Bollard Types and Ideal Applications

Posted by slowstop | 06 June 2017

This post is the first of a five part article which describes traffic bollards types and their common uses. This post discusses bollard types and introduces the four main uses for traffic bollards.

Traffic bollards come in four main types:

  1. Embedded Bollards
  2. Surface Mounted Bollards
  3. Rebounding Bollards
  4. Retractable / Removable Bollards

Each type is specifically designed for its purpose and has its own benefits and limitations. Within those groups, there are sub-groups which I will discuss as well. Also, bollards that fit in those categories can also fall into other sub-categories less dependent on function and more on aesthetics. Architectural Bollards might be any of the above, but are also designed to also include pleasant or unique shapes. A Lighted Bollard is simply a bollard with a light source built in either to add conspicuity to the bollard or to light the surrounding area.

Embedded Bollards

Embedded Bollards are simply bollards which are embedded deep into the ground. This is usually for added strength and security. Embedded bollards can be made out of any common bollard material, be it steel, concrete or even wood, however the bollard will only be as strong as the foundation in which it is buried.

A steel post filled with concrete and buried very deep within a reinforced concrete foundation will be strong indeed. On the contrary, a wooden post buried in soft sand or dirt will not provide as much protection.

Costs for this type of bollard can be significant when coring out existing concrete or asphalt surfaces. It also potentially weakens the foundation, and therefore may not even be appropriate in an application such as a structural concrete parking deck. On the other hand, when placing a bollard in an unpaved area, this is perhaps the least expensive and simplest approach.


Surface Mounted Bollards

This type of bollard uses some sort of anchor system, usually mechanical, to mount the bollard to the surface. Although this is an inexpensive method of installation, it also is not a very secure method. Upon impact, the anchors are often the weakest link and quickly give way, leaving a tilted bollard and damaged foundation. However, when the purpose of the bollard is more to provide a mere presence or psychological barrier, this type of installation is most cost effective. It also may be necessary to use shear bolts in a post-tensioned concrete structure in order to prevent impact to the bollard to potentially compromise the building.

The next type of bollard, the rebounding bollard, is often surface mounted, but overcomes the strength and damage issues associated with standard surface mounted bollards.

Rebounding Bollards

A relative newcomer to the bollard field, rebounding bollards use energy absorption technology to provide the strength of some embedded bollards, with the low installation costs and flexibility of surface mounted bollards. When a rebounding bollard is impacted, it is allowed to tilt as some mechanism, be it an elastomer or spring system, more slowly absorbs and dissipates the energy of the vehicle.

The bollard then ideally returns to its original position undamaged and fully functional. Some barriers use advanced polymers which do not yield like metal or concrete might under extreme load.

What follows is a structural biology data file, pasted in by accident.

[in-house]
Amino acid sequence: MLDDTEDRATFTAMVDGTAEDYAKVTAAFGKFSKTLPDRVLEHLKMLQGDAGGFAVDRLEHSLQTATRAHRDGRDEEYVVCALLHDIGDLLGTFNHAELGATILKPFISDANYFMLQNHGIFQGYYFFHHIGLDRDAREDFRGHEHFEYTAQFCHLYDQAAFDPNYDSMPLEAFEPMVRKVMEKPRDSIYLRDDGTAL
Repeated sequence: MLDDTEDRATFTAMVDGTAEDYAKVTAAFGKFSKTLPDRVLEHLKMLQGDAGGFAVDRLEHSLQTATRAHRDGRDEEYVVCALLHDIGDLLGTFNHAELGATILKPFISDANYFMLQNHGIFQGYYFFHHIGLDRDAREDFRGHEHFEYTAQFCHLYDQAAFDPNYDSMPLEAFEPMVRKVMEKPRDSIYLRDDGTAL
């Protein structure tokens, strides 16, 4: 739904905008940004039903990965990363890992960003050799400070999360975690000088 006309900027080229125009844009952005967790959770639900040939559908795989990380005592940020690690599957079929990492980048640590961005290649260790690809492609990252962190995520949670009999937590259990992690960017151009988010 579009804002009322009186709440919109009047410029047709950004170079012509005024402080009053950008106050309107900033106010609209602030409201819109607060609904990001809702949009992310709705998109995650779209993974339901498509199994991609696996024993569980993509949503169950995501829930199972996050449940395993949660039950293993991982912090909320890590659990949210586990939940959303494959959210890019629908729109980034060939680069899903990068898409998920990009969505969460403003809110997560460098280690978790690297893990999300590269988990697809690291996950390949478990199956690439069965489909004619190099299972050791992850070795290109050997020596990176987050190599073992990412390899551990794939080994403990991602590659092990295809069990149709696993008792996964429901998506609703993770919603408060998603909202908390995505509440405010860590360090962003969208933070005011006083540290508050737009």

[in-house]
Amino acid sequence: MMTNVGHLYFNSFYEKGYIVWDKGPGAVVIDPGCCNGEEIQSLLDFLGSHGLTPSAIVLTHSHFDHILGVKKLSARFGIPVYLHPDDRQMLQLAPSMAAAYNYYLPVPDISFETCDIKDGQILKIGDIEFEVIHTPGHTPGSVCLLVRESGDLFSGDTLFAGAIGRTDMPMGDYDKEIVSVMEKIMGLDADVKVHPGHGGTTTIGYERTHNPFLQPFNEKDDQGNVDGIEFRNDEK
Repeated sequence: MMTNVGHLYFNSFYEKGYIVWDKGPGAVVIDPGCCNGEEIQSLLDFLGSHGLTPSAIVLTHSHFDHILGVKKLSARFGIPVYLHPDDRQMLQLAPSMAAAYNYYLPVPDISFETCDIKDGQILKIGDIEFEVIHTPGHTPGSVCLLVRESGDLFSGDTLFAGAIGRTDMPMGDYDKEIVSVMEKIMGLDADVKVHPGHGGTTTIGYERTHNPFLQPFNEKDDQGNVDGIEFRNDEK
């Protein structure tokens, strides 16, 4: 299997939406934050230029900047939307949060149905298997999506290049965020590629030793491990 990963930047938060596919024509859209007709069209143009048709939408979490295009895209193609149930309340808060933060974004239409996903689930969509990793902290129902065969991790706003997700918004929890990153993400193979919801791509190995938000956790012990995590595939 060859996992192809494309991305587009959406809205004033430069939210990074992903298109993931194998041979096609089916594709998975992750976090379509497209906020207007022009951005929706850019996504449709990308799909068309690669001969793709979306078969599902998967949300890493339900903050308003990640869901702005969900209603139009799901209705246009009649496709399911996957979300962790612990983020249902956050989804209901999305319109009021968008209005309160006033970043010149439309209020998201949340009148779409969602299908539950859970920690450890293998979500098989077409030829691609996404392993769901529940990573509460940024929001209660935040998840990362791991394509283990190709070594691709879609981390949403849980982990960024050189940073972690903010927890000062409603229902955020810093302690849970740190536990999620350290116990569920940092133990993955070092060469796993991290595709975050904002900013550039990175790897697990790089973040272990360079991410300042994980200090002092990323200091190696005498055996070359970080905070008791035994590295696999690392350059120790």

A further advantage of this type of system is that damage to vehicles, passengers and loads is reduced due to the more gradual absorption of impact energy. Imagine crashing a vehicle into a large concrete bollard. Since there is almost no give, it is much like hitting the proverbial brick wall; all energy is immediately felt by the vehicle and its passengers. With a flexible bollard system, that energy might be dispersed over several hundred milliseconds. While that doesn’t sound like much, it makes a great deal of difference to the peak forces felt.

Some bollards in this type are actually not intended to provide traffic denial capabilities at all. As such, they are used mainly as sign markers and psychological barriers. These are extremely prevalent in the United Kingdom.

Retractable / Removable Bollards

Not all applications for bollards are intended to be permanent or always prevent access. As such, retractable and removable bollards have been designed to allow the owner or a potential traveler access the area normally denied by the bollard.

From wikipedia.orgThis is typically done in one of several ways. The lowest technology is the pipe-in-a-tube method where a socket is created in the ground. The bollard can then be removed from the socket when access is to be granted. This is inexpensive, but requires manual intervention to access the area. A second way is through the use of pivoting bollards. A locking pin is used to hold the bollard upright under normal circumstances, and removed to allow the bollard to lay flat when a vehicle is to pass over it. These bollards are generally flat in shape to allow for vehicle clearance. Often, the pin is locked in place with a padlock to prevent unauthorized access.

Finally, the most expensive method is the automatic retractable bollard. Usually hydraulic powered, the bollard actually retracts straight down into the ground and becomes flush with the surface during access. Actuation of a hydraulic bollard can be by any number of methods, from security guard push button to remote controls and toll booth pay systems.

Uses of Bollards

The next four parts of this article will discuss ideal uses for bollards for each of the following areas of concern:

  1. Traffic Denial
  2. Parking Lot Protection
  3. Drive-Thru Lanes
  4. Factories and Warehouses

Certain types of bollards discussed today are more or less appropriate for each application, depending on the required function. That will be discussed in detail for each.

Video of Various Uses

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